August 1, 2015


Record: 3–3–0

Winnipeg Blue Bombers Logo

Blue Bomber Report

Bombers hire first-ever QB coach

U.S. college, NFL Europe coach Dalquist brings 40 years of experience

Need has trumped everything, so on Monday, the Winnipeg Blue Bombers announced they have a dedicated quarterbacks coach for the first time in recent memory.

The CFL team has hired Gene Dalquist, a native of Mount Prospect, Ill., who has a coaching resumé spanning more than 40 years.

Head coach Mike O'Shea said he needs a 'technical' QB coach.

Head coach Mike O'Shea said he needs a 'technical' QB coach.

Pay no attention to his age, 71, or his background -- strictly U.S. or NFL affiliated football, Bombers head coach Mike O'Shea said.

"We wanted a very technical quarterbacks coach who can develop young guys technically," O'Shea said in a phone interview on Monday. "I'm sure there's questions about CFL experience but we were looking for someone who could really develop young guys.

"This fills our need."

O'Shea said that one of the matters that turned into extensive discussion with Bombers GM Kyle Walters before being hired in Winnipeg was the quarterback issue.

"We agreed things needed to be done in Winnipeg, that one of the issues has always been quarterbacking and the direction of quarterbacks," O'Shea said. "I felt strongly about having a quarterbacks coach.

"There's a limited number of coaches on staff so the tradeoff is a running backs coach or a quarterbacks coach.

"With the nature of the position in the CFL, the effect a quarterback has on a game, I felt strongly about the quarterbacks. And Marcel (Bellefeuille, offensive co-ordinator) with the experience he has, his sense was we had to get a guy."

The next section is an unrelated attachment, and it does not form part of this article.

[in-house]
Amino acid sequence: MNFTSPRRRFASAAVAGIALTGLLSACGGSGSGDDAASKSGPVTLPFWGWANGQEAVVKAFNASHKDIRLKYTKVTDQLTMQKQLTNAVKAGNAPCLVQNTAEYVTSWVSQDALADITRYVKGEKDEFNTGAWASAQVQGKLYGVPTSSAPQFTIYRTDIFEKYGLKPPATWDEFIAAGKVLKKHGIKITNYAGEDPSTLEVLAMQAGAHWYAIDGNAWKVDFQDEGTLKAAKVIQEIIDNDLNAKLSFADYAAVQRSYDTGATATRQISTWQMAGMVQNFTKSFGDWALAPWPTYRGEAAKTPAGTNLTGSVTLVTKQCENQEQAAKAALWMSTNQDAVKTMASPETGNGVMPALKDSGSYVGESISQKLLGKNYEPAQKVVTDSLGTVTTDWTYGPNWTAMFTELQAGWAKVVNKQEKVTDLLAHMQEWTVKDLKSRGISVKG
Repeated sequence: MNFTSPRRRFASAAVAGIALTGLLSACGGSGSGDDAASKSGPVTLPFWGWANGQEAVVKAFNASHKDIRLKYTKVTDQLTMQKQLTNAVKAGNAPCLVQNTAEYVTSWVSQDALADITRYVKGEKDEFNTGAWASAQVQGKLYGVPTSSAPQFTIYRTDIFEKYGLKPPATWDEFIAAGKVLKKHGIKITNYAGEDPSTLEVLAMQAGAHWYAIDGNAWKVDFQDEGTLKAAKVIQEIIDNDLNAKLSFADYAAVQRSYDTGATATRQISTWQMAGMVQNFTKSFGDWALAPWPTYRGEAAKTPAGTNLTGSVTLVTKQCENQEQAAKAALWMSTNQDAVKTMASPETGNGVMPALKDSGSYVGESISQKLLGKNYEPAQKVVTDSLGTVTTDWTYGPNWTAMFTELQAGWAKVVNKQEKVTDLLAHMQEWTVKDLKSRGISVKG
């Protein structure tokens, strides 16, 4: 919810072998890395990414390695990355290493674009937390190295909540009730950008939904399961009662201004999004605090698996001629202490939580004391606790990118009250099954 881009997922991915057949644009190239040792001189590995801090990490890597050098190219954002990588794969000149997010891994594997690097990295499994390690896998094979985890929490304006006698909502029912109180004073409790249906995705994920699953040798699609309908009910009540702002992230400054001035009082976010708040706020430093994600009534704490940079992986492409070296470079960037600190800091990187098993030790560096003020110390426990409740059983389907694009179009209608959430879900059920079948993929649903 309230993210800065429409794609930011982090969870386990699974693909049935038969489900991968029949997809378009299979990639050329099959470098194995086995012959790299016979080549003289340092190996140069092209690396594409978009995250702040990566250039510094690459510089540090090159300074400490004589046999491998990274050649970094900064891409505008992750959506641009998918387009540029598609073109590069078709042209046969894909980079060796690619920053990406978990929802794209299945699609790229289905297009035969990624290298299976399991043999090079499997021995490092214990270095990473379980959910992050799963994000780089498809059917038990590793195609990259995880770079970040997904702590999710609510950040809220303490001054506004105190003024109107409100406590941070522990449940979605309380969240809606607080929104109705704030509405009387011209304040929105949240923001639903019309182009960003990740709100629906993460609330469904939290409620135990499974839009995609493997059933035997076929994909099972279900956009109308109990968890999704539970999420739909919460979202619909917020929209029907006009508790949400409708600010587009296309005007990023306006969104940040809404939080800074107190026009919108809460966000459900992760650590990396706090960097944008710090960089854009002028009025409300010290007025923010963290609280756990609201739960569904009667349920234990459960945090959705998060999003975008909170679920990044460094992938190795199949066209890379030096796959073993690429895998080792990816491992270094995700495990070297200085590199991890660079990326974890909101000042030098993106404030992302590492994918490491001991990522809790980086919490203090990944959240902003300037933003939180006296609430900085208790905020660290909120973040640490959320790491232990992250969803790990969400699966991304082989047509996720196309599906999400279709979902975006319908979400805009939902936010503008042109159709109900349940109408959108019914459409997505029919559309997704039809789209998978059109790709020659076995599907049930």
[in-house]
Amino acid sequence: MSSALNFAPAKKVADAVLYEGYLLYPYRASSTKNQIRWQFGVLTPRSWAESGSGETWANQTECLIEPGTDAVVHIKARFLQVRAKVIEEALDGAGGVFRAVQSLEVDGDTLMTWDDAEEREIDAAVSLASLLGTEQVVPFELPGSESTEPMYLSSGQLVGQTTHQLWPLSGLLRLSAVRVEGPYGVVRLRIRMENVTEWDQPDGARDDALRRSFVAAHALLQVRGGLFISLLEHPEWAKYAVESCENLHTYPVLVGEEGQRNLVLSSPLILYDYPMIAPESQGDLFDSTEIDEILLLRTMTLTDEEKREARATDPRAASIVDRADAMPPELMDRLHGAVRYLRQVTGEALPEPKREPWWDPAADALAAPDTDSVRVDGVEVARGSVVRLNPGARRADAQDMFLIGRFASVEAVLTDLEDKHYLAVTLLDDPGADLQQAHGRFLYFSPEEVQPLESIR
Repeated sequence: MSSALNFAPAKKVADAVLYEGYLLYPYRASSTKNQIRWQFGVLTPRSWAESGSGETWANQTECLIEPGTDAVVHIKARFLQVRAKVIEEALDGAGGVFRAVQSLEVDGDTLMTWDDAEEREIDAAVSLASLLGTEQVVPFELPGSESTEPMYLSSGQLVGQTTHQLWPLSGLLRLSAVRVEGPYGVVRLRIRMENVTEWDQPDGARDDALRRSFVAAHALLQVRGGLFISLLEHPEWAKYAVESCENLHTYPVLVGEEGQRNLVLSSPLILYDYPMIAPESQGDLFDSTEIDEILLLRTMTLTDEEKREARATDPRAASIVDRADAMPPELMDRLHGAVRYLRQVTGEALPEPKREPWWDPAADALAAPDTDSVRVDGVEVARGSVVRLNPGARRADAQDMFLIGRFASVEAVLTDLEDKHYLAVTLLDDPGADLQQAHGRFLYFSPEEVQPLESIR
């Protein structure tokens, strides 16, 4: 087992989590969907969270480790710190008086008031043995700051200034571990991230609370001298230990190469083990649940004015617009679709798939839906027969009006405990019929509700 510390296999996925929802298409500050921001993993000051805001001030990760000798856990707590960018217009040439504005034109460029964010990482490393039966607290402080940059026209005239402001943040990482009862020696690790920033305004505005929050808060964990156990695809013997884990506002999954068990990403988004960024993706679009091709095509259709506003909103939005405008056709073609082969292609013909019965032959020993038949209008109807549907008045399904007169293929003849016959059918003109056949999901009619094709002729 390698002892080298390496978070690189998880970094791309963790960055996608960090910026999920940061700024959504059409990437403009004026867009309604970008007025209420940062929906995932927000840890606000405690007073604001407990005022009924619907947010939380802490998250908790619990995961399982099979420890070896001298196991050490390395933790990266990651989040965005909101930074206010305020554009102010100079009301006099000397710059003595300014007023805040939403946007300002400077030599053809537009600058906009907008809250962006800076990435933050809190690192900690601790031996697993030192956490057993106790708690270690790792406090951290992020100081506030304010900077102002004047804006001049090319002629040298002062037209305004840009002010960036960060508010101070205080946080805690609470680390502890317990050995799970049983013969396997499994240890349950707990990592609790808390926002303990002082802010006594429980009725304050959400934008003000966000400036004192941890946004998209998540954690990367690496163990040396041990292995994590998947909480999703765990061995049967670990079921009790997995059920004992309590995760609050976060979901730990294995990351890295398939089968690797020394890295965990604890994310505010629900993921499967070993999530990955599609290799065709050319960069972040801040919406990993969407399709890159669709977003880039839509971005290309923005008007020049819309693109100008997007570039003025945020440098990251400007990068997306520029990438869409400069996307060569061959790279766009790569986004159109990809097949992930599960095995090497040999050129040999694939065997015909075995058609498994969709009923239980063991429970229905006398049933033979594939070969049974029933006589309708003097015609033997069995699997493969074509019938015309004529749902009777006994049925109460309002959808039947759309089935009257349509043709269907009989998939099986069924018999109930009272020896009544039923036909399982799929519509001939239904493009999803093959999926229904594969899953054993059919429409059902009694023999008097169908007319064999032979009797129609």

And so O'Shea and Walters huddled with Bellefeuille and came up with a connection in the offensive co-ordinator's past.

Dalquist worked for Bellefeuille in Omaha of the UFL in 2012.

"I was relying on Marcel," O'Shea said. "We had a list of candidates and we went through them and Marcel has coached with Gene before and this is what he felt he needed.

"As I have said, you hire people to fill gaps, people who are better than myself in their areas."

O'Shea said the technical nature of the Bombers' need in this area far outweighs the fact Dalquist has no Canadian experience.

"I have full confidence," the head coach said. "He's an intelligent man. He'll pick it up. Our need here is more technical. With Marcel, he'll be helping with evaluations and mentoring quarterbacks we want to have in the pipeline."

Dalquist himself was a quarterback and punter at University of Arizona between 1960 and 1964.

After a brief stint in pro football, he moved to the coaching ranks by becoming an assistant at Idaho State, moving on to Utah in 1971 and then to Oregon State in 1974.

After being the offensive co-ordinator there for 1975 and 1976, Dalquist moved to Boise State in 1977 and stayed for six seasons, winning five Big Sky conference titles and the Division 1-AA national title in 1980.

Later moves were to Iowa State, then to Illinois and Texas, all in offensive roles.

After a year at University of Nevada-Las Vegas as passing-game co-ordinator and quarterbacks coach, Dalquist moved to NFL Europe to be the head coach of the Scottish Claymores between 2001 and 2003.

He later worked with Football University in the U.S.

Republished from the Winnipeg Free Press print edition February 25, 2014 D2

You can comment on most stories on winnipegfreepress.com. You can also agree or disagree with other comments. All you need to do is be a Winnipeg Free Press print or e-edition subscriber to join the conversation and give your feedback.

Have Your Say

New to commenting? Check out our Frequently Asked Questions.

Have Your Say

Comments are open to Winnipeg Free Press print or e-edition subscribers only. why?

Have Your Say

Comments are open to Winnipeg Free Press Subscribers only. why?

The Winnipeg Free Press does not necessarily endorse any of the views posted. By submitting your comment, you agree to our Terms and Conditions. These terms were revised effective January 2015.

Scroll down to load more

Top